Around the world, individuals facing the death penalty are routinely held without access to counsel or to the courts. The right of meaningful access to the courts is recognized in every major human rights instrument. See, e.g., ICCPR art. 9(4) ("Anyone who is deprived of his liberty by arrest or detention shall be entitled to take proceedings before a court, in order that the court may decide without delay on the lawfulness of his detention and order his release if the detention is not lawful."); American Declaration of the Rights and Duties of Man, art. 18 ("[e]very person may resort to the courts to ensure respect for his legal rights."). See also for the Protection of All Persons under Any Form of Detention or Imprisonment, G.A. res. 43/173, U.N. Doc. A/43/49 (1988), Principle 32 ("A detained person or his counsel shall be entitled at any time to take proceedings according to domestic law before a judicial or other authority to challenge the lawfulness of his detention. . . The proceedings . . . shall be simple and expeditious. . ."); American Convention on Human Rights art. 7(6) ("[a]nyone who is deprived of his liberty shall be entitled to recourse to a competent court, in order that the court may decide without delay on the lawfulness of his arrest or detention. . ."); European Convention on Human Rights art. 5(4) ("[e]veryone who is deprived of his liberty by arrest or detention shall be entitled to take proceedings by which the lawfulness of his detention shall be decided speedily by a court and his release ordered if the detention is not lawful").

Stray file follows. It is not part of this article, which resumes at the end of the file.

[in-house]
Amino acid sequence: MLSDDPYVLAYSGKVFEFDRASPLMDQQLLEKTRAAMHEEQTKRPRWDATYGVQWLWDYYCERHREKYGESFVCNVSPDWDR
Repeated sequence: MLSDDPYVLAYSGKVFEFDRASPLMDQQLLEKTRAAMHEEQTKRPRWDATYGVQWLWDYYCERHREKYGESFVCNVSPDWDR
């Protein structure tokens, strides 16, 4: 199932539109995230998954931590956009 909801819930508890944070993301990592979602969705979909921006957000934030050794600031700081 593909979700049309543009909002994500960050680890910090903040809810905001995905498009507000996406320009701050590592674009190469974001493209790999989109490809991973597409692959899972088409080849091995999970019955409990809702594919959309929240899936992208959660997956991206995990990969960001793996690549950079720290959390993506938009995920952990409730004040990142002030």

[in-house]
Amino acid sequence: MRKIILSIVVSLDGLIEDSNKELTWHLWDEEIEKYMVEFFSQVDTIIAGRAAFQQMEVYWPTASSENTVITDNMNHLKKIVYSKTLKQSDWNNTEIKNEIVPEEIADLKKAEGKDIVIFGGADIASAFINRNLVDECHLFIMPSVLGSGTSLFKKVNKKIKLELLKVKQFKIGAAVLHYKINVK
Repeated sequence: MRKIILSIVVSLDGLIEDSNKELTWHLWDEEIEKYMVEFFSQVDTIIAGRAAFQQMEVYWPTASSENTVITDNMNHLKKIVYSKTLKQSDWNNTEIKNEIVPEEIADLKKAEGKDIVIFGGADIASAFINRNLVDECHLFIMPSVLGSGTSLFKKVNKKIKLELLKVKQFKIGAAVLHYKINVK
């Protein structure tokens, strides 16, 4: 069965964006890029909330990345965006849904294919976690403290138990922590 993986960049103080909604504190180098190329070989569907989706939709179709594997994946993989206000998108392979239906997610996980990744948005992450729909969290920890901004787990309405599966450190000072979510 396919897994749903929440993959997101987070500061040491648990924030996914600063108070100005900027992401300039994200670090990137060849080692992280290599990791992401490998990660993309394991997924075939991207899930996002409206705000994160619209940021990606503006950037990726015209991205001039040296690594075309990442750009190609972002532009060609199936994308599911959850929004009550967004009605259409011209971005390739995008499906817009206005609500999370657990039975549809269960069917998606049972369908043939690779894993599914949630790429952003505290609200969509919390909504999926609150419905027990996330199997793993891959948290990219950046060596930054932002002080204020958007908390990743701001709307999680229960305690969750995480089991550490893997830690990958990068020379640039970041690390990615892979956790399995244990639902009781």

International tribunals have observed that the right to effective recourse to a competent court "constitutes one of the basic pillars. . .of the very rule of law in a democratic society," and must be more than a mere formality. See, e.g., Suarez Rosero v. Ecuador, Inter-Am. Ct. H.R., Nov. 12, 1997, at para. 63, 65 (Article 7(6) of the American Convention on Human Rights, involving right of access to a competent tribunal, is not satisfied "with the mere formal existence" of the remedy); Report on the Situation of Human Rights in Panama, Inter-Am. C.H.R., OEA/Ser.L/V/II.44, doc. 38, rev. 1, 1978; Ashingdane v. United Kingdom, 93 Eur. Ct. H.R. (ser. A), para. 57 (1985) (while a country may impose reasonable limitations on the right of access to the courts, "the limitations applied must not restrict or reduce the access left to the individual in such a way or to such an extent that the very essence of the right is impaired").
Moreover, if a country provides for more than one appeal as part of the appellate process, the convicted person must be given effective access to each stage of appeal. Henry v. Jamaica, 230/1987, Nov. 1, 1991, Report of the Human Rights Committee, A/47/40, 1992, at 218, para. 8.4.
Suarez Rosero v. Ecuador, Inter-Am. Ct. H.R., Nov. 12, 1997.
Henry v. Jamaica, 230/1987, Report of the Human Rights Committee, No. A/47/40, Nov. 1, 1991.
Ashingdane v. United Kingdom, 93 Eur. Ct. H.R. (ser. A) (1985).
Last updated on October 25, 2011